First, people have been talking about the possibility of distributed applications for over a decade.  Remember when Bill Gates said he envisioned a time when people would “rent” Microsoft Office over the web and we all snickered and scoffed?  Well, Mr. Gates, as it turns out, just may have one of those crystal balls.

So the cloud, or distributed processing, has arrived and will more than likely be here for many years.  But even with its many benefits (reduced hardware requirements, limited internal support needs, global availability, etc.), distributed processing has its limitations.  One can argue that distributed processing is great for user-focused applications like CRM, word processing and logistics because these applications reach a broad range of industries with a minimal amount of customization.  It’s much harder to say the same thing, however, about back-office enterprise systems.

In the world of back-office enterprise software, applications must be configured to meet a wide and growing range of business processes.  Trying to herd all business types into “standard” business processes would keep change management companies busy for the next century and remove competitive advantages that some companies have built their infrastructure to support.  And there’s no way a discreet manufacturer would adopt the business processes of a healthcare provider — or vice versa.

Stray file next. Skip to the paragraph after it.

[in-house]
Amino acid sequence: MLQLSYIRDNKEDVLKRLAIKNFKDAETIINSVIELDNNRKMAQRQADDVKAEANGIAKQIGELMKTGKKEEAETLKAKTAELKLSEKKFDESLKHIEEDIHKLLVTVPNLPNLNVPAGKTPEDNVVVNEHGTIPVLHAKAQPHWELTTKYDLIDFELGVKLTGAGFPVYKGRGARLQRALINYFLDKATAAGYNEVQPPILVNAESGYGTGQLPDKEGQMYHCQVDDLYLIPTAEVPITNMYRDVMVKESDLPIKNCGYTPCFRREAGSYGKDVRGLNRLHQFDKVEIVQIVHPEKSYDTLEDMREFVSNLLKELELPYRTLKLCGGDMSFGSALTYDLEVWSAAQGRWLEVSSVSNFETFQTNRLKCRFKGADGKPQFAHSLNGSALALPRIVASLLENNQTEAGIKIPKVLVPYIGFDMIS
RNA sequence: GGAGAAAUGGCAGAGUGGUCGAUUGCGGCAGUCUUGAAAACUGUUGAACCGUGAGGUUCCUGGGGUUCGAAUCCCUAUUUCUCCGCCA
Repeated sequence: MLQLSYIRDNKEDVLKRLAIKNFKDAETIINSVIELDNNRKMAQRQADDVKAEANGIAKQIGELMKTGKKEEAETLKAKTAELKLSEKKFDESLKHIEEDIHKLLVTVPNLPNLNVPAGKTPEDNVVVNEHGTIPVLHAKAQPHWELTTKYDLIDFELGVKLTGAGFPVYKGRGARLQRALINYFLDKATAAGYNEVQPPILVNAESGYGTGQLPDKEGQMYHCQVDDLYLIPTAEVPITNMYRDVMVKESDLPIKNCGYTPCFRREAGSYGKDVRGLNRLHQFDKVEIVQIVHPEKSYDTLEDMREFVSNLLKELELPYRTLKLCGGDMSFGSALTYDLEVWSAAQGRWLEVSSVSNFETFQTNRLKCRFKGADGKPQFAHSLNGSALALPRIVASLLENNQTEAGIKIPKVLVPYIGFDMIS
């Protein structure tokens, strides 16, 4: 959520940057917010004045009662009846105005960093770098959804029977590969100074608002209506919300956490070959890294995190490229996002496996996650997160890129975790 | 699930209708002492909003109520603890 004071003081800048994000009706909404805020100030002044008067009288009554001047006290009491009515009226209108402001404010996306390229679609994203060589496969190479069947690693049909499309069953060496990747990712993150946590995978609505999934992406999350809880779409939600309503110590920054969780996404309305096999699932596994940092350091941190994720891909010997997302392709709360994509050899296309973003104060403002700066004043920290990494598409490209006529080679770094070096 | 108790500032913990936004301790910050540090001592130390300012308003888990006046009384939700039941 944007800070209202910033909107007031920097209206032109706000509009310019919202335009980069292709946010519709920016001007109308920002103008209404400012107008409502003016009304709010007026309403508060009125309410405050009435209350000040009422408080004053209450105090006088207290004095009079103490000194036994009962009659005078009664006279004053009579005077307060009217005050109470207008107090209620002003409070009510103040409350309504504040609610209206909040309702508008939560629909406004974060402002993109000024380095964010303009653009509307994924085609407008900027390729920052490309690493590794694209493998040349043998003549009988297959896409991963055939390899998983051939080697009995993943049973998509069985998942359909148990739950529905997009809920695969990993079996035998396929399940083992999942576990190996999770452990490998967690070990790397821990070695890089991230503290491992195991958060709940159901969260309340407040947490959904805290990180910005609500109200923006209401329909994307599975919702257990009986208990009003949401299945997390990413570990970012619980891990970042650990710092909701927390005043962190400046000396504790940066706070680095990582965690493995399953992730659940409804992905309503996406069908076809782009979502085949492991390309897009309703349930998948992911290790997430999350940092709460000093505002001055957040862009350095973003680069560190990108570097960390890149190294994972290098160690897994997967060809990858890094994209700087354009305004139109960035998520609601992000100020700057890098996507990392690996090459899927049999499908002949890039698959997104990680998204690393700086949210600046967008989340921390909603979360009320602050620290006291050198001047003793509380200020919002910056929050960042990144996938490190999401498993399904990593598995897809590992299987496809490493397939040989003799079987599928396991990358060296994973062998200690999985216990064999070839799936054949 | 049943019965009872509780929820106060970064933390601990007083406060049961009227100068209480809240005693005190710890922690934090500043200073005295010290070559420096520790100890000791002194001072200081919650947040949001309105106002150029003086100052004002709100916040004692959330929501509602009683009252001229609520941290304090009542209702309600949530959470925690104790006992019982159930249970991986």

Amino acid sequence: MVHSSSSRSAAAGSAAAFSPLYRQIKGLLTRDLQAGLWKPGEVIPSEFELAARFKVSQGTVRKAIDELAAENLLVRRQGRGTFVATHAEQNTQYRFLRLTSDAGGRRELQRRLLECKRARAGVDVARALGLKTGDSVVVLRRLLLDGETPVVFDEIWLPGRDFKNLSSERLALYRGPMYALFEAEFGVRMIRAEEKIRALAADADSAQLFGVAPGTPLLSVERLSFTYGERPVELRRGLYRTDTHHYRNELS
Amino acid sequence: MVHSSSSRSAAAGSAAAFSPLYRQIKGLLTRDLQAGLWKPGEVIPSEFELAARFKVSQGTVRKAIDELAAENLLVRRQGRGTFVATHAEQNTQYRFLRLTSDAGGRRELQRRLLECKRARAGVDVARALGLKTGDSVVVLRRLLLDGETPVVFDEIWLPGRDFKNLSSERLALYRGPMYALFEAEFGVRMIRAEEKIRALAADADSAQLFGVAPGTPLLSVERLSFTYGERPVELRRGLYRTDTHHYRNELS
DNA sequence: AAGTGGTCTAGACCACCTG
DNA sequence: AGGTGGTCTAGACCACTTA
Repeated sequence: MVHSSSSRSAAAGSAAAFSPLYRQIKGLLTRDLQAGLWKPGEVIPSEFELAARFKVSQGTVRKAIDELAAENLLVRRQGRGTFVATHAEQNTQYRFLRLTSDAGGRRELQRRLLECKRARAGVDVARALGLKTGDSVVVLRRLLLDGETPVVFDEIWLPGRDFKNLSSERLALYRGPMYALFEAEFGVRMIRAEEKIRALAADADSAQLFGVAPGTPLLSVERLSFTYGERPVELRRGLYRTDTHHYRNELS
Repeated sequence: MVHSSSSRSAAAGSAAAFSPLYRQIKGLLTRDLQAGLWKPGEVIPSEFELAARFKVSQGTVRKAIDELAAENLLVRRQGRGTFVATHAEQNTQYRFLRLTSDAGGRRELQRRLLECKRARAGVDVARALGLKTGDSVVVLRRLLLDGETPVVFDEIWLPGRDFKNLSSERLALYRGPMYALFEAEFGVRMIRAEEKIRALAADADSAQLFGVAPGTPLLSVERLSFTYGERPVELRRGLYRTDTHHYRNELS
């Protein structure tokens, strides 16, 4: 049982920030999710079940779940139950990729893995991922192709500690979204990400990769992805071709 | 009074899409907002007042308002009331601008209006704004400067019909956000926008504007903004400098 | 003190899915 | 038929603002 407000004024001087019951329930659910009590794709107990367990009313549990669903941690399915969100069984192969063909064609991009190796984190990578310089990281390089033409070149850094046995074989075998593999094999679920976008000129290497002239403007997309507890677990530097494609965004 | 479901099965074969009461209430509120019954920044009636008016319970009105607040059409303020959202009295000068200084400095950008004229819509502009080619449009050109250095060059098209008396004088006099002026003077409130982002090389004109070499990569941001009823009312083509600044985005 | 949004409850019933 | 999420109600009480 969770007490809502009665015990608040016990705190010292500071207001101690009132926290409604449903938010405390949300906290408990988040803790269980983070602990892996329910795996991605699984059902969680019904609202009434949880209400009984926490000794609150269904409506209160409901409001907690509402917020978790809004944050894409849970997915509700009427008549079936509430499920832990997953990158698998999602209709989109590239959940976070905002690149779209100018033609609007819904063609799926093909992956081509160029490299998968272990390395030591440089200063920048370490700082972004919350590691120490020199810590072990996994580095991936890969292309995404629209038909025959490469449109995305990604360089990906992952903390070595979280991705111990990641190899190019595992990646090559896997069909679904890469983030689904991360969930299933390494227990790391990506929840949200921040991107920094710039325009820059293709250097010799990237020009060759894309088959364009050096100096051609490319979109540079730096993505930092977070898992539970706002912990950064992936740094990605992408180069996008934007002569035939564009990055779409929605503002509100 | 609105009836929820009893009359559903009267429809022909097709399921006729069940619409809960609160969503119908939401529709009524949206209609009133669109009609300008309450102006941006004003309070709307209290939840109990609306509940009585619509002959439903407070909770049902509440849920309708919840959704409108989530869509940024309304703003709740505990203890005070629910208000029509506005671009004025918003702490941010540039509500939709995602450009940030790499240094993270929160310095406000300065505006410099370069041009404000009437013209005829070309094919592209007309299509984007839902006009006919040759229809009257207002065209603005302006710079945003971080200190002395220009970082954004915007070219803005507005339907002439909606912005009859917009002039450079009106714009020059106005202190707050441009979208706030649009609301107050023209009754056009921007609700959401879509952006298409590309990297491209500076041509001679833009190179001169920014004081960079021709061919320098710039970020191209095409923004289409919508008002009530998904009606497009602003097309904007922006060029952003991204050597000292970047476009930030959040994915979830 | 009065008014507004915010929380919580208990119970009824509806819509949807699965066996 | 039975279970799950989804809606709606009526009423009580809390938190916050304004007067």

So the next alternative is for enterprise software vendors is to utilize distributed applications to provide multiple “versions” of the application for various industries.  Viable?  Probably not — this alone would drive cost and support models out of control.  And I must admit, in my twenty years in the industry, I’ve never seen two companies attempt to configure the software the same way.  Even in similar industries, there are always differences that need to be addressed.

With all that said, I do think that you will begin to see additional applications being moved to and supported in a cloud environment.  Anytime a software vendor can standardize their product it lowers their support cost and appeals to a wider audience.  So look for the trend to continue.  And by all means, don’t confuse a hosted or managed services offering with a SaaS model.  Hosting and managed services are essentially your custom environment running on someone else’s equipment.  SaaS is a distributed software environment.  Lots of confusion, but the gods live in the details. Maybe I can talk more about that next month!

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Observations About Fusion From HUG Attendees

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I recently attended the Oracle Human Resources Group (OHUG) meeting in Orlando. As a consulting partner/vendor I had a chance to talk to a large number customers — both Oracle eBusiness and PeopleSoft HCM– about their current plans and their perception of Fusion.